Acromioclavicular injuries were the most frequent injury in this series, but labral and instability injuries were also common.

In this increasingly popular contact sport, an understanding of the epidemiology and mechanism of shoulder injuries may be used to improve protective equipment and develop injury prevention.

Wearing the right protective equipment, frequent practice, and being proactive in your conditioning can really help reduce the chances of such injuries.

4. Rib Fractures

A lot of lacrosse players don’t like to wear much padding just so they can move faster and more swiftly.

However, along with increased chances of productivity, it also increases the chances of facing severe injuries such as a rib fracture. Rib pads are not an essential requirement while playing lacrosse but they are highly recommended.

A stick check across the rib can very easily fracture or break several ribs. So if you want to stay in the game and avoid all such risks, put on those rib pads!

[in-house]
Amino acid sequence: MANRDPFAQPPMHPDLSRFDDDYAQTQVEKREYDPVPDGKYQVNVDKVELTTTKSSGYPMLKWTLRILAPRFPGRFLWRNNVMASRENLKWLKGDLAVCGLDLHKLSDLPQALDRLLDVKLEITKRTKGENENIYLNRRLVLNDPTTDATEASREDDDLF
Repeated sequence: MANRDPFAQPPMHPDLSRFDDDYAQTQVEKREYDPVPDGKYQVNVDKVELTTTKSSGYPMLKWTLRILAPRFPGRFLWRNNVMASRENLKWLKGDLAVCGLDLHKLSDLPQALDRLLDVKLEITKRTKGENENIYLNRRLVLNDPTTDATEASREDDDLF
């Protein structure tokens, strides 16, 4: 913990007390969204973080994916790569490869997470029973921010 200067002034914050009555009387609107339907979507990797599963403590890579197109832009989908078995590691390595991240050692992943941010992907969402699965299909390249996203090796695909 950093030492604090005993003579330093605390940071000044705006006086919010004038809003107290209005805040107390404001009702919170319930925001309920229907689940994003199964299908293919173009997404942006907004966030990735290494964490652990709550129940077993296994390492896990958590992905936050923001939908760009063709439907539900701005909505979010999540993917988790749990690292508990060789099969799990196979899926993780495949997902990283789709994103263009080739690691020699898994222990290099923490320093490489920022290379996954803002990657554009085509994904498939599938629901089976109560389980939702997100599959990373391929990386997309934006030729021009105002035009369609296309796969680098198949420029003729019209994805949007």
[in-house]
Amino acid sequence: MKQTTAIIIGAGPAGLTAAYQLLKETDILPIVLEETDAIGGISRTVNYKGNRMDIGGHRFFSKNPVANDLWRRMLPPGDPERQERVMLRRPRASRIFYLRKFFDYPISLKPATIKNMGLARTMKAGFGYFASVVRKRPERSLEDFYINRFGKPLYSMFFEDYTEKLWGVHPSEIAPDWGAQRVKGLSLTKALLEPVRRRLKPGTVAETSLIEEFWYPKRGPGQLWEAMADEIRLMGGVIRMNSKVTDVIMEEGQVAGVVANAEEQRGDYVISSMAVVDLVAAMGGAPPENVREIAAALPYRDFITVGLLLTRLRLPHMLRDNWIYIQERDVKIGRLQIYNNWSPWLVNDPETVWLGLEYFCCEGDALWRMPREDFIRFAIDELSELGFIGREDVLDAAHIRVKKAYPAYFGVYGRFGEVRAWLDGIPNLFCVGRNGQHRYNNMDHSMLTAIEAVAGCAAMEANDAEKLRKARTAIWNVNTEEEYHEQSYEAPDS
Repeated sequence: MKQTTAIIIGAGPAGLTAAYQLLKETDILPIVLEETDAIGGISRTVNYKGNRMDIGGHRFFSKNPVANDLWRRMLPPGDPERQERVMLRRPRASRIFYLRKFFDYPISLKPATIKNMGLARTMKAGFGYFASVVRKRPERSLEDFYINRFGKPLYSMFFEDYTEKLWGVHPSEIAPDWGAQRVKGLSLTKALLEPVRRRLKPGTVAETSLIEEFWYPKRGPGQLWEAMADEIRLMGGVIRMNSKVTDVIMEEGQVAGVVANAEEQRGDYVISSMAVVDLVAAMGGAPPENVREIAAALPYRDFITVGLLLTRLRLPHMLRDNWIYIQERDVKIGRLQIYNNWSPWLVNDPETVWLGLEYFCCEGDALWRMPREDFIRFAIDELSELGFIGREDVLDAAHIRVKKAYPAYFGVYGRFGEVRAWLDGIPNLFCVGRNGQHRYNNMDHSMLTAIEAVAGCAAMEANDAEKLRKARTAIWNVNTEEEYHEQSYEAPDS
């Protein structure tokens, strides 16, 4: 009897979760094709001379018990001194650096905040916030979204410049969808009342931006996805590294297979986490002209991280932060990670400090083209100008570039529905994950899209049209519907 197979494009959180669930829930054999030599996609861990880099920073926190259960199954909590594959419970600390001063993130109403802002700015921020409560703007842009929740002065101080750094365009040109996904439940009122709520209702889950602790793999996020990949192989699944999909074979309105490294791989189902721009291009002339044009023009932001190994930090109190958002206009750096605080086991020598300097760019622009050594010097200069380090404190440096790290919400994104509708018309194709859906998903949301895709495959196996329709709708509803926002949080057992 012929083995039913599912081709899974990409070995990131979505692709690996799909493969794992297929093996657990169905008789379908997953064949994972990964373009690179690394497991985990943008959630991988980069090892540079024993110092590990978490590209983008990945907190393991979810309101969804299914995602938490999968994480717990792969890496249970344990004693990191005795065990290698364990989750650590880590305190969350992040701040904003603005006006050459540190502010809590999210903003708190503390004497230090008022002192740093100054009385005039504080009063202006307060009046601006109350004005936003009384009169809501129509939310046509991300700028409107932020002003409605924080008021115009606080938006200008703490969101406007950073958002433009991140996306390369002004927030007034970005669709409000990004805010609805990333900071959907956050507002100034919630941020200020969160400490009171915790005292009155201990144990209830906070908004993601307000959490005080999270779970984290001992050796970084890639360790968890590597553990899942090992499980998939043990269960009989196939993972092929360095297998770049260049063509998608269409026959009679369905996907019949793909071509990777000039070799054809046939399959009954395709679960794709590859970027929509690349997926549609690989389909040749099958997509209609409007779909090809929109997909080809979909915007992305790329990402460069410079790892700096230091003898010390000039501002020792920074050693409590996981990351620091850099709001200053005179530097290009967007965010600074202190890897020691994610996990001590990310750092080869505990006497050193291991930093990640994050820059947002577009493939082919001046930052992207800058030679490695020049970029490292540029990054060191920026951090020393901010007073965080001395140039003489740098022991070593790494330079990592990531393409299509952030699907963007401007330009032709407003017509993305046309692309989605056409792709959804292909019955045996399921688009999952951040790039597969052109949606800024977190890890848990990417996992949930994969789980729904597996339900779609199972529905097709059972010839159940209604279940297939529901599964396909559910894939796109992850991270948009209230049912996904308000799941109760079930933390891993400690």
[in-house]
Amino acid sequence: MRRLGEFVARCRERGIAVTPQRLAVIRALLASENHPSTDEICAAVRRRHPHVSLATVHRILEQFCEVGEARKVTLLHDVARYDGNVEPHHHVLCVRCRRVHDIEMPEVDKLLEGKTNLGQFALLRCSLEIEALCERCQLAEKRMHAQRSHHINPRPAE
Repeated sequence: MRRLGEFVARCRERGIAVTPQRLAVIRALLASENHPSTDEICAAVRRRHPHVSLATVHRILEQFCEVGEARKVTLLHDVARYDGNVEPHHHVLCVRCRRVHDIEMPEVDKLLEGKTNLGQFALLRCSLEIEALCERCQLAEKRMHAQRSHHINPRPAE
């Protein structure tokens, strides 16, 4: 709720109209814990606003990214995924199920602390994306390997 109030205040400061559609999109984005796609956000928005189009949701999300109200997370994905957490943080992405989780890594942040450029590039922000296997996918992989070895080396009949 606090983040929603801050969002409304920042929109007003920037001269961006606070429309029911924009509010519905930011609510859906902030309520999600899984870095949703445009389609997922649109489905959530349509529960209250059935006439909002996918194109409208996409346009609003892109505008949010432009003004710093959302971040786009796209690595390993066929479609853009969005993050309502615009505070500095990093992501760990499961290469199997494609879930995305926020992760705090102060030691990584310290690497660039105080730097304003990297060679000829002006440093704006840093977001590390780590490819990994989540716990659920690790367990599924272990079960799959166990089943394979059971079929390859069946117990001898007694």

5. Contusions 

A contusion is basically the medical jargon used for a bruise. They are a very common sports injury and are usually caused by a direct blow or fall.  

A contusion happens when an injured capillary or blood vessel leaks blood into the surrounding area leaving a blackish blue mark. 

In a study, contusions were recorded as the most common injury type in lacrosse, constituting 32.0% of all injuries reported. (Source)

It is not a long-term injury nor a very time taking one. Icing helps with pain and swelling almost immediately. 

6. Concussions 

Another common sports injury is a concussion.

Any sport that involves a ball and running simply puts you at the risk of getting a concussion.